Bring your hiking shoes for a bit of bushwalking – if you’re lucky, you’ll spot a yellow-footed rock wallaby – and you can camp the night if you like. Fair warning, though: a four-wheel drive is strongly recommended for travelling to the park.
#((6)) Meet Cooper – Australia’s Largest Dinosaur – at the Eromanga Natural History Museum
Outback Queensland once formed part of a vast inland sea, and in the millennia since a stretch of the country from Mount Isa in the north to Eromanga in the south has become a rich source of dinosaur fossils.
Eromanga, between Quilpie and Birdsville, is home to Australia’s largest dinosaur. Based on the skeletal remains unearthed so far, “Cooper” (named after Cooper Creek and the Cooper Basin, where it was discovered) is a candidate for a new genus and species of dinosaur that was likely one of the largest creatures to have ever roamed the earth, measuring in at an enormous 30 metres long and 6.5 metres tall at the hip.
You can get in touch with Cooper (and his similarly massive “brother”, George) at the Eromanga Natural History Museum. The museum runs an hour-long tour that explains Cooper and George and different fossil-hunting techniques, along with the Cretaceous history of the surrounding landscape.
There’s also a hands-on fossil preparation experience, which commences three times a day straight after after the tour. It lets families and children under the age of 18 get familiar with the nitty gritty of discovering and preserving fossils.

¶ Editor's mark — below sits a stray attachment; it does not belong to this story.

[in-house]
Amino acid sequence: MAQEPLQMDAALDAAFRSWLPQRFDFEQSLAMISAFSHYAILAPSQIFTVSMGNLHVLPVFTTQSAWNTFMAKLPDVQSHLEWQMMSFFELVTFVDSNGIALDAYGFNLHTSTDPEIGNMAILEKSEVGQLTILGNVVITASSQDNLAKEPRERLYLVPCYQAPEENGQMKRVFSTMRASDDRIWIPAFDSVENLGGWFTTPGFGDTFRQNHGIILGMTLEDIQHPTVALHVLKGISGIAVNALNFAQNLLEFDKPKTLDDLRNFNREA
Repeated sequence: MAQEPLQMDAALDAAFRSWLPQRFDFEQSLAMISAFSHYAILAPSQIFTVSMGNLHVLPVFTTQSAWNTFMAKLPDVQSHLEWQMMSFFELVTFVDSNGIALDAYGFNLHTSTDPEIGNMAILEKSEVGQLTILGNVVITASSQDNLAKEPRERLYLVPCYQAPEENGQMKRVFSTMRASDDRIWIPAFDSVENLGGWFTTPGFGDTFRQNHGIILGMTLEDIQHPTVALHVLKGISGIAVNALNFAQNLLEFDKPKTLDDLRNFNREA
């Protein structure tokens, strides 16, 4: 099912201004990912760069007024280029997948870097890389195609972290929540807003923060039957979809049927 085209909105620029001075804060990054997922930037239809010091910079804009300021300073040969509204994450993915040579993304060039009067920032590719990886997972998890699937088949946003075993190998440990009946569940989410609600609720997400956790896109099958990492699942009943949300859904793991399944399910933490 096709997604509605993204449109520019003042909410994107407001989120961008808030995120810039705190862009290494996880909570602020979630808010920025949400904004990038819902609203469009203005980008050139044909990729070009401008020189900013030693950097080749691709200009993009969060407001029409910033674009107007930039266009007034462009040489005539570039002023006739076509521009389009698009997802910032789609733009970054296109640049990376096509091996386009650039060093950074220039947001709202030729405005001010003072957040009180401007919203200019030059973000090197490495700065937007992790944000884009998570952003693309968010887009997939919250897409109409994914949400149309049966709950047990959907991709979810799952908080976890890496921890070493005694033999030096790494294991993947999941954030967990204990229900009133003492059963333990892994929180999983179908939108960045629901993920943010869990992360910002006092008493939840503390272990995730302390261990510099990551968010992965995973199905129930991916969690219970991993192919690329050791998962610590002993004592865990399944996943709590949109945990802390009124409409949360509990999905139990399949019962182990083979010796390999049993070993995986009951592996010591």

1 Dinosaur Drive, Eromanga
(07) 4656 3084
#((7)) Surf Down Big Red… and Maybe Cool Off Afterwards
Standing 40 metres tall, Big Red is one of approximately 1,140 parallel sand dunes that stretch north to south across the Outback, and act as the Simpson Desert’s enormous Queensland bookend.
Thirty-five kilometres west of Birdsville, Big Red is a natural attraction for four-wheel drive enthusiasts and it’s well worth packing a bottle of champagne for a sundown knockoff. But for the more adventurous, bring along a boogie board – or even just a handy piece of cupboard – and surf or sled down this enormous natural wonder. At the very least, it’s good for tuckering out kids (and older kids at heart).
Afterwards, if it’s a warmer winter day, cool off in Birdsville Billabong back on the edge of town, a winsome waterway popular with locals.
Images courtesy of Tourism and Events Queensland, Western Downs Regional Council, Quilpie Shire Council and Ruby Newport.